Tim Cahill rates Schwarzer as one of Australia's greatest ever players and a huge influence on his career on and off the park.
Captain Lucas Neill is equally complimentary and can't see why the evergreen Schwarzer can't go on to reach a ton of caps.
"I am delighted that I can be playing with him," Neill said.
"He's earned every cap he's got so far and I imagine his target now will 100.
"I'm sure there are players you could argue over the years who deserved a lot of caps, but to hit triple figures ... there wouldn't be an Australian in my time that deserved that more than him."
Schwarzer earned his international breakthrough as a wide-eyed 20-year-old in a World Cup qualifier in Edmonton in 1993, coming on as a substitute after first-choice Robert Zabica was sent off after 17 minutes.
"It was surreal," Schwarzer said.
"I remember it vividly. Sitting on the bench next to Paul Wade ... we were counting flags in the stadium, how many Aussie flags there were in the stadium. There was about 27,000 people in the game, we were looking around, having a bit of a joke.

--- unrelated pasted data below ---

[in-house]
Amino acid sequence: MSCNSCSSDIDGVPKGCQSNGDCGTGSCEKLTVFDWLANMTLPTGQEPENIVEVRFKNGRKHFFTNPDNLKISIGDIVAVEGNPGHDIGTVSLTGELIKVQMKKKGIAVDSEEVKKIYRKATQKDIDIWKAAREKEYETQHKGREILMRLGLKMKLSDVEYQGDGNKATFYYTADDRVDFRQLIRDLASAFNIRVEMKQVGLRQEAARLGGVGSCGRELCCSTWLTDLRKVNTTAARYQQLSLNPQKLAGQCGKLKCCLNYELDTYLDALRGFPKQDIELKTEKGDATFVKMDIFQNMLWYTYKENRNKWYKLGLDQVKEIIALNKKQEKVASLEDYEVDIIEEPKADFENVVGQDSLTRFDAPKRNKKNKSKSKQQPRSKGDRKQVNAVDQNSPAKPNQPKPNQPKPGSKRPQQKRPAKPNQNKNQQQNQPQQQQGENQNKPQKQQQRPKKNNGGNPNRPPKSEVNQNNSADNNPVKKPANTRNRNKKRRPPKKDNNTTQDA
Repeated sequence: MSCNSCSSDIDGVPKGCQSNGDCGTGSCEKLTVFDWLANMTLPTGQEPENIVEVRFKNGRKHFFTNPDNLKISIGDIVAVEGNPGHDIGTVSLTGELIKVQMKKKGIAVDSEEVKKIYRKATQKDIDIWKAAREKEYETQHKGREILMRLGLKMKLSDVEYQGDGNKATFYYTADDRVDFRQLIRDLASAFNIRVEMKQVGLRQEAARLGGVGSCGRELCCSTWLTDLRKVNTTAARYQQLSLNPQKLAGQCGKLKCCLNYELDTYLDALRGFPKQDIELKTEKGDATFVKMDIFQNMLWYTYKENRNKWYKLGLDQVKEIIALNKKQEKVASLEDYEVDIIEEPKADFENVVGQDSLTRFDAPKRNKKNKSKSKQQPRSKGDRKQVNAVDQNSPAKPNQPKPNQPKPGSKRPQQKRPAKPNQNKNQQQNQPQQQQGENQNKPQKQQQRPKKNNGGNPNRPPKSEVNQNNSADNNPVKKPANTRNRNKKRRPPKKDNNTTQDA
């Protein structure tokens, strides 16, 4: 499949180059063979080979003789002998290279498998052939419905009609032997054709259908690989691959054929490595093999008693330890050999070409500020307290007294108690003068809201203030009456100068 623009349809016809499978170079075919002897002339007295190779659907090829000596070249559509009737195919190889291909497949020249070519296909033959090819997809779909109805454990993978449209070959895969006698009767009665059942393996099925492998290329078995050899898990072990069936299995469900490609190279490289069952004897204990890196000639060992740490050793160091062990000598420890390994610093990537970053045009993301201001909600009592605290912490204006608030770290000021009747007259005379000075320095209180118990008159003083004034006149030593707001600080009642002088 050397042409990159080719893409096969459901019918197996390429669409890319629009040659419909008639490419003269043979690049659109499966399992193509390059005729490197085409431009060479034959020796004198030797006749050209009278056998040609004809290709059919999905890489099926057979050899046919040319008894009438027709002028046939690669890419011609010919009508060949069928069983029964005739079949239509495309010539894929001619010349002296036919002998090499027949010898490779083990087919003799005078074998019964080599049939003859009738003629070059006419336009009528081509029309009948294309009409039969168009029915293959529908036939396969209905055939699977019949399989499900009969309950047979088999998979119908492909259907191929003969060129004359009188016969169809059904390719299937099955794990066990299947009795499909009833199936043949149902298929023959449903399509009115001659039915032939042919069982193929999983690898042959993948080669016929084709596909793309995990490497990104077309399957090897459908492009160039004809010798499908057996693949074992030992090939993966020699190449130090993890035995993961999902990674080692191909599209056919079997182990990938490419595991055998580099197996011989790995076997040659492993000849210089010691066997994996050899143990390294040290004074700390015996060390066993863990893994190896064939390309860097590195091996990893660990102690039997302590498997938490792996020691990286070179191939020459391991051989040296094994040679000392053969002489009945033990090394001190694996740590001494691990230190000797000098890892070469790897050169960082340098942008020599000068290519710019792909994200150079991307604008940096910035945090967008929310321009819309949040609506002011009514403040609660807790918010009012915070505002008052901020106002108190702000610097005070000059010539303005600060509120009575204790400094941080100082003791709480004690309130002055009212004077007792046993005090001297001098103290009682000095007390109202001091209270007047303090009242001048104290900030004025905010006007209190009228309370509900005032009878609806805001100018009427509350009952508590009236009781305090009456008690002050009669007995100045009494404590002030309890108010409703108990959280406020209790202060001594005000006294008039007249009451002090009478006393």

"I was as nervous as hell being a young guy there.
"Next minute, three-quarters of the bench stood up looked at me and went 'get up and get warm'.
"It was one of the games that just flew past me. We lost 2-1 unfortunately but Eddie Thomson thought enough of me that I was good enough to play in the next game."
It was in that return leg in Sydney where he really made his mark, saving two penalties to send Australia to the final phase of qualifying against Argentina.
Schwarzer labelled that a defining moment in his career and although it took him some time to fully establish himself as the No.1 keeper, he has never looked backed.
Schwarzer has had his fair share of dark moments, though.
He almost quit international football after feeling he was unfairly overlooked by Terry Venables for the World Cup qualifiers against Iran in 1997 before being coaxed back by Frank Farina.
But he considers the lowest point of his career the time he spent playing in Germany with Dynamo Dresden and Kaiserslautern from 1994-96, where he barely got a look in.
"I was heading towards being two and a half years in Germany and almost heading nowhere," he said.